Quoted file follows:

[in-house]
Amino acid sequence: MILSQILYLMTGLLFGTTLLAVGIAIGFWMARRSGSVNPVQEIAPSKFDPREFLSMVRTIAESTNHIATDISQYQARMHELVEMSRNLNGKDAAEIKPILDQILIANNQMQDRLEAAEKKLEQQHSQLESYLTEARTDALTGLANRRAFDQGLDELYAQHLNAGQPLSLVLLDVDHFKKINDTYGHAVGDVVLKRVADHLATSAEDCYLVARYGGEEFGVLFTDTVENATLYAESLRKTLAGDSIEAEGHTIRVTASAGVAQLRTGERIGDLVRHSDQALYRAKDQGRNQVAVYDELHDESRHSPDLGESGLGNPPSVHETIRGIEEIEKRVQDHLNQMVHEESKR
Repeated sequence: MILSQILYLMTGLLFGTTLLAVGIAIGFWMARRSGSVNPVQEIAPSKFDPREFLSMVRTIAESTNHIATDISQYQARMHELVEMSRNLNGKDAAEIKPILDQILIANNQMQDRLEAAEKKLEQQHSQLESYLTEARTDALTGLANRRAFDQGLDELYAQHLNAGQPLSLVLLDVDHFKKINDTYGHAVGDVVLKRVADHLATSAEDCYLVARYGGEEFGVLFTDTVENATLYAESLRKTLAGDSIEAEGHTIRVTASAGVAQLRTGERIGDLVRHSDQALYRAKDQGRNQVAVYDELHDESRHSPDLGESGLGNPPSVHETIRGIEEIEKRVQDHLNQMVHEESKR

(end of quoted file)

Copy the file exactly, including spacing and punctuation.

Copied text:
[in-house]
Amino acid sequence: MILSQILYLMTGLLFGTTLLAVGIAIGFWMARRSGSVNPVQEIAPSKFDPREFLSMVRTIAESTNHIATDISQYQARMHELVEMSRNLNGKDAAEIKPILDQILIANNQMQDRLEAAEKKLEQQHSQLESYLTEARTDALTGLANRRAFDQGLDELYAQHLNAGQPLSLVLLDVDHFKKINDTYGHAVGDVVLKRVADHLATSAEDCYLVARYGGEEFGVLFTDTVENATLYAESLRKTLAGDSIEAEGHTIRVTASAGVAQLRTGERIGDLVRHSDQALYRAKDQGRNQVAVYDELHDESRHSPDLGESGLGNPPSVHETIRGIEEIEKRVQDHLNQMVHEESKR
Repeated sequence: MILSQILYLMTGLLFGTTLLAVGIAIGFWMARRSGSVNPVQEIAPSKFDPREFLSMVRTIAESTNHIATDISQYQARMHELVEMSRNLNGKDAAEIKPILDQILIANNQMQDRLEAAEKKLEQQHSQLESYLTEARTDALTGLANRRAFDQGLDELYAQHLNAGQPLSLVLLDVDHFKKINDTYGHAVGDVVLKRVADHLATSAEDCYLVARYGGEEFGVLFTDTVENATLYAESLRKTLAGDSIEAEGHTIRVTASAGVAQLRTGERIGDLVRHSDQALYRAKDQGRNQVAVYDELHDESRHSPDLGESGLGNPPSVHETIRGIEEIEKRVQDHLNQMVHEESKR